Pennsylvania’s Statewide Horse Racing Marketing and Safety Effort Continues to Provide Favorable Results

Kimblewick Point-to-Point, How to Make Sure to Bet Responsibly?

According to the Pennsylvania Horse Racing Association, the state’s statewide marketing effort for horse racing, both Standardbred and Thoroughbred, has continued to yield favorable results for the 2021-22 cycle. During the Oct. 25 Pennsylvania Horse Racing Commission meeting, a recap of the previous period and a vision ahead to 2022-23 were offered. The Pennsylvania Equine Coalition formed the PHRA, which includes a statewide marketing plan, specialized promotions, and instructional initiatives at the state’s six racetracks. All this creates super opportunities for those who want to place bets at mobile casinos for Australian players and make some race predictions. There will be more than enough opportunities to do so.

Ashley Eisenbeil, director of marketing for the PHRC, which supervises the PHRA, stated that the focus in 2022 would be on reintroducing people to live racing events following COVID-19. She reported a 16.4 percent gain in live racing pari-mutuel handling, despite a drop in the number of live racing days compared to 2020.

“It’s a major performance metric for our statewide branding strategy,” Eisenbeil said, noting that the PHRA staffed all six racetracks on big-event days. The PHRA’s president, Pete Peterson, stated that the organization’s aim remains to raise public knowledge of racing and breeding, increase handling, and expand the fan base. He stated that the company would continue to pursue a hybrid strategy, leveraging online tools while driving visitors to live racing events.

What’s Happening in Reality?

The PHRA website had a 58.5 percent rise in traffic during the previous cycle, with the page that gives links to free prior performances on various days throughout the year ranking second. This says a lot. Such a rise in traffic signals the interest of the target audience, and luckily, there are plenty of strategies for winning horse racing bets so that they benefit to the fullest.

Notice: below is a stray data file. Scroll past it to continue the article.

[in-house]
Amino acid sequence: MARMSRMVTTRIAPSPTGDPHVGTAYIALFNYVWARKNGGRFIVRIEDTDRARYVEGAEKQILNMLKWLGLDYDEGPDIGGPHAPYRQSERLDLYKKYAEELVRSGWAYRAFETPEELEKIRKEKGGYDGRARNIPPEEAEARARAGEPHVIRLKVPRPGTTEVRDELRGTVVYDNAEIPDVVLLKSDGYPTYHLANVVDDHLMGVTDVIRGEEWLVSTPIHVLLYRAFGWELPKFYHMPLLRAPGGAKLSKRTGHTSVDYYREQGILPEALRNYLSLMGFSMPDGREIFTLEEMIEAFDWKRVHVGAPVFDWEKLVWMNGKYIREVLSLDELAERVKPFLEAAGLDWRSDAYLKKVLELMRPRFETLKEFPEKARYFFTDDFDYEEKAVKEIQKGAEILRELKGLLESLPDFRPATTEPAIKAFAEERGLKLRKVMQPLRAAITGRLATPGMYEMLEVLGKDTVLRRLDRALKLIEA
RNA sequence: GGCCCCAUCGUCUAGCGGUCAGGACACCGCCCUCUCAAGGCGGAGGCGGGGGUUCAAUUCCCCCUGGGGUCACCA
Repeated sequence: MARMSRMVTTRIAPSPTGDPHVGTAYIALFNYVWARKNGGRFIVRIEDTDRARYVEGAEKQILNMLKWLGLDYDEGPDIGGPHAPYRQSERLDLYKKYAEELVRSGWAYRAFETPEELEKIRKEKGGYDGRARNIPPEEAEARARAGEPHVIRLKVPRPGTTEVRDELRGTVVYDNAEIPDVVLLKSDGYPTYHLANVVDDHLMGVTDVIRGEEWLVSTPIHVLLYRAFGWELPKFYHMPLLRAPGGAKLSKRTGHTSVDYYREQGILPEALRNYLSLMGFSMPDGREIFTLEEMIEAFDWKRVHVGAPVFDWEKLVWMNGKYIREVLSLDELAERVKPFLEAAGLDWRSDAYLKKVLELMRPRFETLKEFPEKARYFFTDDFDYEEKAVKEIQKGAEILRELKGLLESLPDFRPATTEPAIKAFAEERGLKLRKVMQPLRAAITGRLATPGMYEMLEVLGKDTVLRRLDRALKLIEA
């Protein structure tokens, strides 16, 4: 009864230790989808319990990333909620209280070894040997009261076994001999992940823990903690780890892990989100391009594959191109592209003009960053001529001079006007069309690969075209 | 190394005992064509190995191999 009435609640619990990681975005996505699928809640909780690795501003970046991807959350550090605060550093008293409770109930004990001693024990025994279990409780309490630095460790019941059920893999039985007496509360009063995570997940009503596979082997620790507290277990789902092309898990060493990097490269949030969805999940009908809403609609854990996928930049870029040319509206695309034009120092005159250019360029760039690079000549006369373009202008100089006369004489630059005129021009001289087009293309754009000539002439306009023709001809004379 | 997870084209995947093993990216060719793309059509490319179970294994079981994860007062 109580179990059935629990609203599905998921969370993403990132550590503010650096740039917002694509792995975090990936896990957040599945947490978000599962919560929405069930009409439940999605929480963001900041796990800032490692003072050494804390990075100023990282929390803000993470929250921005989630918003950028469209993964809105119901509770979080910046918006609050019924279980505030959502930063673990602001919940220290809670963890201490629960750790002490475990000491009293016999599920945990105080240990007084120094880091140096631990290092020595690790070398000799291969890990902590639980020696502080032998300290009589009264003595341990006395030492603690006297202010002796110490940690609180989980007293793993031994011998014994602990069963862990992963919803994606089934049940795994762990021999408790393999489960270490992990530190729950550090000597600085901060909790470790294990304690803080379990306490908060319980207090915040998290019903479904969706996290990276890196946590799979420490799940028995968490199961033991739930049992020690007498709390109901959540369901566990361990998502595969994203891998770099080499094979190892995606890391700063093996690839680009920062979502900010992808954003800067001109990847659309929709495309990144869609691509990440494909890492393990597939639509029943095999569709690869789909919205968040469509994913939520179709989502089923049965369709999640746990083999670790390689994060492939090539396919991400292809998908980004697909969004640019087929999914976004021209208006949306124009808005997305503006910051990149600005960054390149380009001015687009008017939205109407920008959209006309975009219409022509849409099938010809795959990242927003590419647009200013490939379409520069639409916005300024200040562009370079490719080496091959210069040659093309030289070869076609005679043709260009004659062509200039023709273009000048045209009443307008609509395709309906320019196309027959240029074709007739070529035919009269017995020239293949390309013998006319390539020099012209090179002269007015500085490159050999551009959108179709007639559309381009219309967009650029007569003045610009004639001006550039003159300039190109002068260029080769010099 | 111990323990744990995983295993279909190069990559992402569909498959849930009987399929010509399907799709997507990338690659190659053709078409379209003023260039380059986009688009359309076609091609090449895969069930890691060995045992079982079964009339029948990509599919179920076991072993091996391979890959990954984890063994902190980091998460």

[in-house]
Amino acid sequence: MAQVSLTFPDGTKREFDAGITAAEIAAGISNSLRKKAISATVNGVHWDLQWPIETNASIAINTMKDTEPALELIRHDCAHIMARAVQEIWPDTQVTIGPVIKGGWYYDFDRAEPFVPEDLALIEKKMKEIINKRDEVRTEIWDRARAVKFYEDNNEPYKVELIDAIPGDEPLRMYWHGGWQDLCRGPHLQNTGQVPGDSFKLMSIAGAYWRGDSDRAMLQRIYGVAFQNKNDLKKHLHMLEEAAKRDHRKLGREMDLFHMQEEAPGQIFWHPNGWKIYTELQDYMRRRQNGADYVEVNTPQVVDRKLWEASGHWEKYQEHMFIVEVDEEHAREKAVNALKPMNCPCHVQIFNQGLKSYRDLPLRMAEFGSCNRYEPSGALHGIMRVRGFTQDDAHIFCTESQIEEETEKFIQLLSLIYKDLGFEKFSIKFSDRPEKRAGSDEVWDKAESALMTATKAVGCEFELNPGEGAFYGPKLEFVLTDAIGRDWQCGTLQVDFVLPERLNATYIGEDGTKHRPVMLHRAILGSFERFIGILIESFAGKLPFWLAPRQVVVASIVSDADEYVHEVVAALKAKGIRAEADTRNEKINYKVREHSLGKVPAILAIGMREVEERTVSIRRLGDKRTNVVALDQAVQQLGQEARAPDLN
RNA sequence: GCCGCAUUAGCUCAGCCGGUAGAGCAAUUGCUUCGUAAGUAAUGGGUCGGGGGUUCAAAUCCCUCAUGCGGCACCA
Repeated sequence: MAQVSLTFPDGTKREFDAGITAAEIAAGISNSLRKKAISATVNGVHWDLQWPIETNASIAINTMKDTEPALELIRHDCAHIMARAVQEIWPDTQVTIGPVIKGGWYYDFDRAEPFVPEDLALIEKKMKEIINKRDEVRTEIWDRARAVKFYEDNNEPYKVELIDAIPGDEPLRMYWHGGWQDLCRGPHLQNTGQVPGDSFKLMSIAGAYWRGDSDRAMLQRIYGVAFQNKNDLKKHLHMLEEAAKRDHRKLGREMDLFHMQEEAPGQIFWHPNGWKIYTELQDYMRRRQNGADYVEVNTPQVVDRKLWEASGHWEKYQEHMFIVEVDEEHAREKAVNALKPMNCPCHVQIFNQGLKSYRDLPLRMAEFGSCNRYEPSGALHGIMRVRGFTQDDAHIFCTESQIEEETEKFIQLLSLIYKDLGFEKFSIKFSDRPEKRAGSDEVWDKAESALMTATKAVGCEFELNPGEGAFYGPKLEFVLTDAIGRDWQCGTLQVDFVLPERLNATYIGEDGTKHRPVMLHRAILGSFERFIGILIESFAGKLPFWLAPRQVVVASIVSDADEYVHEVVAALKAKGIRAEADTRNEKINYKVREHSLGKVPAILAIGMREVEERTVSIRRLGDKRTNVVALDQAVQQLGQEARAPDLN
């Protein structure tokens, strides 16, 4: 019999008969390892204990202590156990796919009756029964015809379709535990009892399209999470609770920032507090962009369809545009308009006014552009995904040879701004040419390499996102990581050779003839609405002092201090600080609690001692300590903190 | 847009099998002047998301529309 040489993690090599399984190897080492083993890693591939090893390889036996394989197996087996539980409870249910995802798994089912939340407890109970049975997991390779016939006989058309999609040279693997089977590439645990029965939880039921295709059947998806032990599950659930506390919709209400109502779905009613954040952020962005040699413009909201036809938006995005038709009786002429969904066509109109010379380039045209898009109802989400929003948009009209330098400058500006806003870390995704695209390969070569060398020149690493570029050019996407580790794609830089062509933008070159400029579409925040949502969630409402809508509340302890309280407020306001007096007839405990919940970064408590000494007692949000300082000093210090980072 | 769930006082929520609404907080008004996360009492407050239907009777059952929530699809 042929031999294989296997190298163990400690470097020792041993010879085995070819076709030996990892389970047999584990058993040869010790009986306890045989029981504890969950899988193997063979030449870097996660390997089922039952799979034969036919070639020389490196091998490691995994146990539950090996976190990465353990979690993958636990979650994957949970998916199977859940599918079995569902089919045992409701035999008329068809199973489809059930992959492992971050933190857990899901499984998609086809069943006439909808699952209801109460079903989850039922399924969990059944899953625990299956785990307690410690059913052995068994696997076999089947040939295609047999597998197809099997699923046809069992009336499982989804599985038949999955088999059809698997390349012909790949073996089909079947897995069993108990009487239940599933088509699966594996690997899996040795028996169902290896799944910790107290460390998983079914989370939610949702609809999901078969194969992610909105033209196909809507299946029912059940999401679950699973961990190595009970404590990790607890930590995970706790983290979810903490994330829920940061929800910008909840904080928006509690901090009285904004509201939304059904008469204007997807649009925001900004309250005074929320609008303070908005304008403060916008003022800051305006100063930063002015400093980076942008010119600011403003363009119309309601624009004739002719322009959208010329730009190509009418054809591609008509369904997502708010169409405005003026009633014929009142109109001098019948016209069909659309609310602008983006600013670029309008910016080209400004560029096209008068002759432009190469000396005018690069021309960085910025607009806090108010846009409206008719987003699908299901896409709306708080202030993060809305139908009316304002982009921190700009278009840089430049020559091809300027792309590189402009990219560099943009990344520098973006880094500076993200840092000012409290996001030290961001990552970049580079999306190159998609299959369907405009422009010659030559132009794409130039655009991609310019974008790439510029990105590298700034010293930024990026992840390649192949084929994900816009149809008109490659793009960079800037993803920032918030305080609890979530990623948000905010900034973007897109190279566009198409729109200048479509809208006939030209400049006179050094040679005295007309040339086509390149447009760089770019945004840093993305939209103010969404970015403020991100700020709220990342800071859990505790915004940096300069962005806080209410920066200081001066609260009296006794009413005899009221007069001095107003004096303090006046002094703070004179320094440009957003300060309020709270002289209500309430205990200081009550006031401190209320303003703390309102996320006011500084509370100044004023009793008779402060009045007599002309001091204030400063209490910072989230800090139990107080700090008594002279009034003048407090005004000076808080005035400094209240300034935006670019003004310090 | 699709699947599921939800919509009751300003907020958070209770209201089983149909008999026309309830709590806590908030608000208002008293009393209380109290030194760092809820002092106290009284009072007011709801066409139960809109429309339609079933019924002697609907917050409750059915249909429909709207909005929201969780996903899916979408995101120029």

According to Anthony Salerno, who supervises the PHRC’s Standardbred department, almost $2.3 million in purses were paid at the fairs. There were 21 scheduled stops at 17 sites before the Oct. 7 finals at Hollywood Casino at The Meadows, but the last regular season event in Meadville in Crawford County was canceled due to weather. Salerno also stated that there would be a 10% rise in the number of 2-year-olds attending the fairs in 2022. He said a meeting would be convened in January to sketch the program for 2023.

Early Results From Pennsylvania’s Equine Safety And Welfare Action Plan

The Pennsylvania State Horse Racing Commission recently reported on the status of its Equine Safety and Welfare Plan, which includes a list of concrete initiatives to improve protections for horses racing at Pennsylvania’s six tracks. The measures included an Integrity Hotline for reporting suspected unlawful or unethical activities, which the commission began implementing on March 1, 2022.

“Early results from the hotline and other measures have been positive,” Agriculture Secretary Russell Redding, who leads the group, has mentioned. “Implementing the approach will need a long-term commitment. The commission is dedicated to preserving the sport’s integrity as well as the safety and wellbeing of the horses and players for the long term.”

One of the plan’s ten measures was the creation of a horse mortality database. From July 1 through September 30, 2022, there were 19 Thoroughbred deaths, compared to 23 in the same time in 2021. To date, in 2022, there have been 13 fatalities at Parx Racing in Philadelphia, six at Penn National in Dauphin County, and none at Presque Isle Downs in Erie County. There were five harness racing fatalities from July 1 through September 30, 2022, compared to four at the same time in 2021. Two people died at The Meadows in Washington County, two people died at Pocono Downs in Luzerne County, and one person died at Harrah’s Philadelphia in Chester County.

Other new procedures included an impartial, third-party study of each track’s racing surfaces. There were no documented racing surface difficulties between July 1 and September 30, 2022. Five horses were placed on the veterinarians’ list and judged ineligible to compete as a result of intensified commission veterinary inspection during morning workouts. Thirty horses were placed on the veterinarians’ list due to increased post-race surveillance and tougher requirements, and four were withdrawn from racing. Furthermore, 32 horses were placed on the veterinarians’ list during pre-race morning checks for lameness, unsoundness, or injury. And the Pennsylvania State Horse Racing Commission does its best to prevent similar cases in the future.

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